Small Prints, Big Artists: Renaissance and Baroque Masterpieces from Carnegie Museum of Art
February 2 - May 15, 2016
Small Prints, Big Artists presented more than 100 masterworks from Carnegie Museum of Art’s exceptional collection of over 8,000 prints. The intimately scaled woodcuts, engravings, and etchings traced the development of printmaking as a true art form in Europe during the Renaissance and Baroque periods.
The exhibition opened with a selection of later fifteenth-century woodcuts, by unknown artists, which were invariably employed to illustrate religious texts. These nascent examples provided important models against which one might measure Albrecht Dürer’s complex relief designs from just a generation later, represented by several sheets from his Apocalypse and Life of the Virgin series. The exhibition also featured a number of Dürer’s important engravings, including a spectacular impression of Adam and Eve, dated 1504, and all three of the Meisterstiche, or Master Engravings, from 1513–14.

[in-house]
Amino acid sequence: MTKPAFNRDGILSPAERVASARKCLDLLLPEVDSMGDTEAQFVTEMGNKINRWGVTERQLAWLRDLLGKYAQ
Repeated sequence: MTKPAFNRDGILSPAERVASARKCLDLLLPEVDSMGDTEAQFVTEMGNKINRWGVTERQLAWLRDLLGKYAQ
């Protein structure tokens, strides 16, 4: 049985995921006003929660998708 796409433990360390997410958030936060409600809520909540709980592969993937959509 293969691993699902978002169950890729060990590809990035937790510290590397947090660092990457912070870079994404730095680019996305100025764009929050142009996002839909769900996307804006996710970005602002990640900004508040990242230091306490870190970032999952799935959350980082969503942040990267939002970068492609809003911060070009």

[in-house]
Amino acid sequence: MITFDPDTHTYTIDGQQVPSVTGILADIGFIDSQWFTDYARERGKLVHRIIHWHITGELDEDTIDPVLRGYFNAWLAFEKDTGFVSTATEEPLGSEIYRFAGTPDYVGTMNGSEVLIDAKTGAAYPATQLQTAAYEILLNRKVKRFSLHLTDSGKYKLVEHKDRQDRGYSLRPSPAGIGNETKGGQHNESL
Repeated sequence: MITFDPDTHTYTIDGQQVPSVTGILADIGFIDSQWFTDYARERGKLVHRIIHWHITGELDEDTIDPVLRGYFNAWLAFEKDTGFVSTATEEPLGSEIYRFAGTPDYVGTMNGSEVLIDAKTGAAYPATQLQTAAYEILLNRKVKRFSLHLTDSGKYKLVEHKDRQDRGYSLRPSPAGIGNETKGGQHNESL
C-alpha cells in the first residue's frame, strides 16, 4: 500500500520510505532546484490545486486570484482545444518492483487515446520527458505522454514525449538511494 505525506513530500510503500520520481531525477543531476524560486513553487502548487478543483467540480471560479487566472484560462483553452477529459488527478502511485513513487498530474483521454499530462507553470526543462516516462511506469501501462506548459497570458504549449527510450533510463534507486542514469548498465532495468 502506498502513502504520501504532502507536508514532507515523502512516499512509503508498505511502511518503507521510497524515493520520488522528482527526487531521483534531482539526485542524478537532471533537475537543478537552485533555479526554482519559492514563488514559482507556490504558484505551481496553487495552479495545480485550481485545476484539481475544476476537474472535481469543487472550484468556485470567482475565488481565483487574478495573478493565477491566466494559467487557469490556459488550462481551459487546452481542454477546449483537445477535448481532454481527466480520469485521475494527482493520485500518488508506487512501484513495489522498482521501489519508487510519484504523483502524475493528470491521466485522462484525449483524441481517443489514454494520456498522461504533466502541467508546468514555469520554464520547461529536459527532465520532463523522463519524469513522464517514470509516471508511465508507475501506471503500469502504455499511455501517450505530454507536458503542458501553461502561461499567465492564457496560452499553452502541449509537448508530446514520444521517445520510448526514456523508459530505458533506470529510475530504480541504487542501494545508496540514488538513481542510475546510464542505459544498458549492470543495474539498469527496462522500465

Joining Dürer’s work in the exhibition were examples by many of his contemporaries, such as Martin Schongauer, whom Dürer admired, and the Kleinmeister, or Little Masters, a group of printmakers who specialized in small-scale imagery. Italian engraving during the early years of the sixteenth century was highlighted by the efforts of Andrea Mantegna and Marcantonio Raimondi, whose masterpiece, The Judgement of Paris, created c. 1517–20, marked the pinnacle of his collaboration with Raphael.
The achievements of printmaking in the Low Countries during the sixteenth century were represented by Philip Galle, the van Doetechum brothers, and Hendrick Goltzius, whose Apollo and Pietà demonstrated an unparalleled skill with the burin. As the seventeenth century unfolded, particularly in the Netherlands, engraving gave way to etching, a medium that was particularly cherished by Rembrandt, whose twenty-three prints in the exhibition include his finest landscape, The Three Trees, from 1643, and the famed Christ Healing the Sick, completed c. 1649, perhaps better known as The Hundred Guilder Print, because within a few years of its creation the etching was exchanging hands for the remarkable price of 100 guilders, or about four months’ wages for the average worker.
This exhibition was organized by Carnegie Museum of Art.